Our longer-term priority is to contribute to the healthcare sector’s efforts to meet the bold and ambitious health Sustainable Development Goals (SDGs) of the UNDP. In the immediate-term, our priority is to generate high-quality evidence that can drive policy, implementation and further investment in health in Ethiopia. In our research, we focus on priority programmatic areas of the Federal Ministry of Health to deliver potentially useful evidence. Likewise, our long-range priorities mirror those of the Federal Ministry of Health. We stimulate and support local health innovations that that can accelerate progress in regards to maternal and child health, antimicrobial resistance and other priority health programs. We are also currently establishing a platform aiming at the development of vaccines, diagnostics, medicines, and treatment devices for the long-term.
Historically, Ethiopia has been susceptible to epidemic-prone diseases and nutritional emergencies due to recurrent drought and pandemics. Do you feel that Ethiopia is now adequately prepared to respond effectively and efficiently to such threats going forward?
In the past, Ethiopia has been susceptible to disease outbreaks due mainly to recurrent drought. What has changed now is the country’s overall preparedness: the health system’s readiness and the speed and intensity of its response. More than ever, Ethiopia now has the capacity to predict and detect disease outbreaks; its health system is robust and can concurrently respond effectively to outbreaks and regular programs; An Emergency Operating Centre is now in place to facilitate rapid and aggressive response. More importantly, there is strong political commitment starting from the highest levels of the government. I feel that we stand ready to effectively and efficiently respond to any emerging or re-emerging health threats.
In the past, Cholera has been one of the most serious epidemic diseases in Ethiopia. Is it still a major concern?
We recently had an outbreak of acute watery diarrhea in remote villages of Ethiopia but the diagnosis was not clearly established as cholera. Cholera is still is a concern and deserves heightened interventions. What the health sector is now doing is transform the overall hygiene and sanitation in the country. The effort ranges from provision of clean water to ensuring that communities in all geographic areas use latrines. This process is now underway through creating model villages, optimizing health extension programs, and closely working with the water sector. Strengthening our disease surveillance system in Ethiopia has also received great attention.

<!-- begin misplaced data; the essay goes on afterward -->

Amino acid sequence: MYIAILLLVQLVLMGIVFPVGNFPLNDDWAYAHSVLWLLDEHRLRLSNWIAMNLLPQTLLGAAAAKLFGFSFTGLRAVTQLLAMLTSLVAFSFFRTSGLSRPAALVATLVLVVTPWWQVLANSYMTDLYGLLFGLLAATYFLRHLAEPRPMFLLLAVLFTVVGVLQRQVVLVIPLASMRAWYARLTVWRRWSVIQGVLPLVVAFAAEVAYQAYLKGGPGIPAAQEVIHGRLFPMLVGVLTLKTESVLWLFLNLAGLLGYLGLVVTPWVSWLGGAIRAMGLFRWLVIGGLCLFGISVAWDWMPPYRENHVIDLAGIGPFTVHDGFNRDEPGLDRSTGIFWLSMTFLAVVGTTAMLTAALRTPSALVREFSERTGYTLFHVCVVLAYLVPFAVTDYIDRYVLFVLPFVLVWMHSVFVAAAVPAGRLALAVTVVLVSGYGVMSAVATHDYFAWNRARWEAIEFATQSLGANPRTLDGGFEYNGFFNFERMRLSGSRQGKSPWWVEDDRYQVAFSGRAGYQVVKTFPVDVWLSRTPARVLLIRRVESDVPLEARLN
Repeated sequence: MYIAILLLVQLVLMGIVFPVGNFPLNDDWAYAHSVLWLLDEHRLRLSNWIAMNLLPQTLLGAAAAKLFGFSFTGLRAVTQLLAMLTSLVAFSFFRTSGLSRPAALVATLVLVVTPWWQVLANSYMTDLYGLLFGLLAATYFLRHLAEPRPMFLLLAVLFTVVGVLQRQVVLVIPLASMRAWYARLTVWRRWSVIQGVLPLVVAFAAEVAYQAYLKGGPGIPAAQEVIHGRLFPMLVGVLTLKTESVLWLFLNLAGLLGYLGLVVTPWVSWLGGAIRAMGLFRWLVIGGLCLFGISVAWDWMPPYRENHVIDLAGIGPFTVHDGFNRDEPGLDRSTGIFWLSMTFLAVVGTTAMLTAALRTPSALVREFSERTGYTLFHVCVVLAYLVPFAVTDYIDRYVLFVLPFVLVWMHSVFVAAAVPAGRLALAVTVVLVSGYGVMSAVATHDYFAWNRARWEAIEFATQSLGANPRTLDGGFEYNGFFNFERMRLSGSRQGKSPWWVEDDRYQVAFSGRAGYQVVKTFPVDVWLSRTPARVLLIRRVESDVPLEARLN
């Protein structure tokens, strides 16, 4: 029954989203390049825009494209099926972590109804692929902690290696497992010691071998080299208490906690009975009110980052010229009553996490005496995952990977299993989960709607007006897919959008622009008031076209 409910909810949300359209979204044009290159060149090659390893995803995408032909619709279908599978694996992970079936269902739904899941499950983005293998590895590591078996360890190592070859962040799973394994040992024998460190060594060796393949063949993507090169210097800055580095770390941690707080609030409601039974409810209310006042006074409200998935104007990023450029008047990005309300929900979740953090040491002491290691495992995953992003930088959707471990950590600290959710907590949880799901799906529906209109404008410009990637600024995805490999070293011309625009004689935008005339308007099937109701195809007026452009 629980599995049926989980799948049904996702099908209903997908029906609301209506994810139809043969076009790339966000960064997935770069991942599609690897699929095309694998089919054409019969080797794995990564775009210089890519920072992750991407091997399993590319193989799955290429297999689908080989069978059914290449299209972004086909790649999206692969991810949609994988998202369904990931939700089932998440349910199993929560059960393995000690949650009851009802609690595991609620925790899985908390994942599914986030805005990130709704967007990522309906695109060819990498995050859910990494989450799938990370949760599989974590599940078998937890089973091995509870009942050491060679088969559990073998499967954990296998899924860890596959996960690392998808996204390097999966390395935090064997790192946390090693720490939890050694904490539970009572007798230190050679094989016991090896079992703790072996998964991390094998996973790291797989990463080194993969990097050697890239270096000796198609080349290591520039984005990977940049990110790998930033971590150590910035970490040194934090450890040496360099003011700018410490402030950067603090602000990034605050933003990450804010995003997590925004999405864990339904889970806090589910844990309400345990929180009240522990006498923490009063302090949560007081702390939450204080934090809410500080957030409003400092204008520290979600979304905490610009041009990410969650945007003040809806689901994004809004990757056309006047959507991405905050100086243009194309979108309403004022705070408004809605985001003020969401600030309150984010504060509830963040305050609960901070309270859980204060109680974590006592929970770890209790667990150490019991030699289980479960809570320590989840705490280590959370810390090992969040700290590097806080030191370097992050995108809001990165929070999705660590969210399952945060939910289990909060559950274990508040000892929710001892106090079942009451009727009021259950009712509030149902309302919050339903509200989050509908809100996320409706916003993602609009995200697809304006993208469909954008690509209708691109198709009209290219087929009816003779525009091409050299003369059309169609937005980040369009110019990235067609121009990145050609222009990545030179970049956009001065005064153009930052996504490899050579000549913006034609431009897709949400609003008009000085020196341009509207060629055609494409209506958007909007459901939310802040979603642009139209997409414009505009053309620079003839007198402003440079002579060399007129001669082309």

According to the World Health Organization (WHO), there are over a million people in Ethiopia living with HIV/AIDS. How is the country’s response to this epidemic progressing, and is Ethiopia receiving sufficient international support?
Ethiopia has reduced new HIV infections by more than 90 percent in the past decade. Yet, HIV is a major public health threat in the country with a substantially variable burden in different geographies and population groups. We are currently focusing on prevention—mainly by fighting complacency—and treatment in the spirit of ‘no one should be left behind’. In doing so, Ethiopia receives sizable international support. In the wake of plateauing or declining external support, the Government of Ethiopia is looking inward and is increasing domestic funding towards HIV epidemic control. At any rate, I am optimistic that we will achieve an AIDS-free generation by 2030.
What was Ethiopia able to learn from the 2014 Ebola outbreak in West Africa?
Ethiopia has drawn important lessons from the 2014 Ebola outbreak in West Africa. We have strengthened our healthcare community system through a concept called the “health development army.” They have a mechanism to report any unusual symptoms of diseases in their villages. There is also a community solidarity movement to support each other and prevent stigma and discrimination of any form or kind. The health facilities are on regular alert to provide services in cases of emergencies. The outbreak also helped us establish a biosafety level 4 laboratory, Emergency Operating Centre and surge capacity of emergency workforce at national level.
Photo by Trevor Cole via Unsplash.